After Zionism, published in 2012 and 2013 with co-editor Ahmed Moor, brings together some of the world s leading thinkers on the Middle East question to dissect the century-long conflict between Zionism and the Palestinians, and to explore possible forms of a one-state solution. Time has run out for the two-state solution because of the unending and permanent Jewish colonization of Palestinian land. Although deep mistrust exists on both sides of the conflict, growing numbers of Palestinians and Israelis, Jews and Arabs are working together to forge a different, unified future. Progressive and realist ideas are at last gaining a foothold in the discourse, while those influenced by the colonial era have been discredited or abandoned. Whatever the political solution may be, Palestinian and Israeli lives are intertwined, enmeshed, irrevocably. This daring and timely collection includes essays by Omar Barghouti, Jonathan Cook, Joseph Dana, Jeremiah Haber, Jeff Halper, Ghada Karmi, Antony Loewenstein, Saree Makdisi, John Mearsheimer, Ahmed Moor, Ilan Pappe, Sara Roy and Phil Weiss.
The 2008 financial crisis opened the door for a bold, progressive social movement. But despite widespread revulsion at economic inequity and political opportunism, after the crash very little has changed. Has the Left failed? What agenda should progressives pursue? And what alternatives do they dare to imagine? Left Turn, published by Melbourne University Press in 2012 and co-edited with Jeff Sparrow, is aimed at the many Australians disillusioned with the political process. It includes passionate and challenging contributions by a diverse range of writers, thinkers and politicians, from Larissa Berendht and Christos Tsiolkas to Guy Rundle and Lee Rhiannon. These essays offer perspectives largely excluded from the mainstream. They offer possibilities for resistance and for a renewed struggle for change.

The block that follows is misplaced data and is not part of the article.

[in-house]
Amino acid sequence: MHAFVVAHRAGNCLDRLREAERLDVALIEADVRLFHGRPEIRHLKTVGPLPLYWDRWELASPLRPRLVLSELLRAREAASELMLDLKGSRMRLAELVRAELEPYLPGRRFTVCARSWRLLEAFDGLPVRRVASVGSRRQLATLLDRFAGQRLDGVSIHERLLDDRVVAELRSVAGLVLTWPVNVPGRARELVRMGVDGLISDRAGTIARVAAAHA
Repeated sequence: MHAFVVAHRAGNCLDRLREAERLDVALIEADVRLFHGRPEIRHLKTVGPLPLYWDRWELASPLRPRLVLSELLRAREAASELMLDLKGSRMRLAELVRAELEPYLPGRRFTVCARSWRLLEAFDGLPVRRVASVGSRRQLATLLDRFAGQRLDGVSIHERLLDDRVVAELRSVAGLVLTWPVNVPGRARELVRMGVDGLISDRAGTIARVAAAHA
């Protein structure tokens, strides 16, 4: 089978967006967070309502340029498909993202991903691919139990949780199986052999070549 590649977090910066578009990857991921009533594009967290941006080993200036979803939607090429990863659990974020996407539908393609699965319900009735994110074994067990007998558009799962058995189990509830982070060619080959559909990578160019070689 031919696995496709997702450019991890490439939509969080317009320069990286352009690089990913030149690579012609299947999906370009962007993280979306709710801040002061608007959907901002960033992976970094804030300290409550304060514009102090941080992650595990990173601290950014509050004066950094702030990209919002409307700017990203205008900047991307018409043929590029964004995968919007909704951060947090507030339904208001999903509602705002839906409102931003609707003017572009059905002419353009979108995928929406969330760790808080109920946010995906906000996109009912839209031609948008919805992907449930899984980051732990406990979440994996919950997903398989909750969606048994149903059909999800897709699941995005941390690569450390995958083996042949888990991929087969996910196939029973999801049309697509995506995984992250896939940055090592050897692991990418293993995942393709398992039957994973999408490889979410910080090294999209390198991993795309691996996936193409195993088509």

The Blogging Revolution, released by Melbourne University Press in 2008, is a colourful and revelatory account of bloggers around the globe why live and write under repressive regimes - many of them risking their lives in doing so. Antony Loewenstein's travels take him to private parties in Iran and Egypt, internet cafes in Saudi Arabia and Damascus, to the homes of Cuban dissidents and into newspaper offices in Beijing, where he discovers the ways in which the internet is threatening the ruld of governments. Through first-hand investigations, he reveals the complicity of Western multinationals in assisting the restriction of information in these countries and how bloggers are leading the charge for change. The blogging revolution is a superb examination about the nature of repression in the twenty-first century and the power of brave individuals to overcome it. It was released in an updated edition in 2011, post the Arab revolutions, and an updated Indian print version in 2011.
The best-selling book on the Israel/Palestine conflict, My Israel Question - on Jewish identity, the Zionist lobby, reporting from Palestine and future Middle East directions - was released by Melbourne University Press in 2006. A new, updated edition was released in 2007 (and reprinted again in 2008). The book was short-listed for the 2007 NSW Premier's Literary Award. Another fully updated, third edition was published in 2009. It was released in all e-book formats in 2011. An updated and translated edition was published in Arabic in 2012.